Acton Institute Powerblog Archives

Post Tagged 'Teacher'

The Most Important Court Case You’ve Never Heard Of?

Nine California kids are suing their state over substandard teaching at their public schools. Campbell Brown explains why this case—which few people have ever heard of—may have a huge impact on education: Win or lose, these students are reminding us of the activism that is born out of the inaction of our leaders and the frustration driven by inequity in education. Continue Reading...

Celebrating the Work of Mothers

In a stunning new video, Matt Bieler strings together beautiful images and a few simple words to celebrate the work of three stay-at-home moms from three different regions of the country. The tasks shown, like those of any mother, are numerous and varied, and those explicitly mentioned follow accordingly: breakfast-maker, sibling caretaker, teacher, cleaner, doctor, angel. Continue Reading...

Free primary education is a fundamental good. Isn’t it?

Private schools are for the privileged and those willing to pay high costs for education; everyone else attends public school or seeks alternate options: this is the accepted wisdom. In the United States, the vast majority of students at the primary and secondary level attend public school, funded by the government. Continue Reading...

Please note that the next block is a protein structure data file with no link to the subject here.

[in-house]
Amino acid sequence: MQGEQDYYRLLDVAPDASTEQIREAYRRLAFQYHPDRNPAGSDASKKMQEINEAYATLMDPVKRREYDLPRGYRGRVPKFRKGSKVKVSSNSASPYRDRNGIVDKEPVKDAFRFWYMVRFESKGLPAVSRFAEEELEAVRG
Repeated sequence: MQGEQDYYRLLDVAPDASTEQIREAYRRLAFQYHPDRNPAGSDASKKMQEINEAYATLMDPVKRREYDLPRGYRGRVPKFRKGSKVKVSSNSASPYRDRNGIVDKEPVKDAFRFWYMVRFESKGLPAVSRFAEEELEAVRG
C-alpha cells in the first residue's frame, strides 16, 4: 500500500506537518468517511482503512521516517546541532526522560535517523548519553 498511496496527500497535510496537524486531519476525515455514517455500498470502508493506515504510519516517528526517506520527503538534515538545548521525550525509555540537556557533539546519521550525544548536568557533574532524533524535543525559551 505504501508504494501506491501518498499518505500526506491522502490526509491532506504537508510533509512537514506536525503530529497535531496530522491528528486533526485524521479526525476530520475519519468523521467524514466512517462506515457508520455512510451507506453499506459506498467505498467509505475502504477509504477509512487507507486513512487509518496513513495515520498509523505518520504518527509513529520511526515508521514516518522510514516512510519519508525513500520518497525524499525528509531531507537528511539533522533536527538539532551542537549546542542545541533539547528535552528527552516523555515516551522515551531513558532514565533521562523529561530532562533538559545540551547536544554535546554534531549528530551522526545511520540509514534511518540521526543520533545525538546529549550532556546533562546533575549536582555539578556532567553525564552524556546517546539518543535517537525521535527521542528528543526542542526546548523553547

Why Can’t We Fire Bad Teachers?

Timothy Dalrymple wonders whether education reform should be one of the great objectives for American Christians in the twenty-first century. Taking up that cause will require overcoming the intransigence of the teachers’ unions: Try firing an ineffective teacher.   Continue Reading...

Education and Incentives

I have written on several recent occasions about the role of incentives in education, both for teachers and for students (see here, here, and here). Yesterday, David Burkus, editor of LDRLB, wrote about a recent study by Harvard University economic researchers on the role of incentives in teacher performance. Continue Reading...

Cincinnati’s Promising Teacher Evaluation Method

Last week, I commented on Grand Rapids Public Schools’ new attendance policy and Michigan’s tenure reform bill. To summarize, while applauding GR Public’s new policy as effectively incentivizing students to show up to class and take their studies more seriously, I was skeptical about MI’s new bill which ties teacher evaluations to student performance. Continue Reading...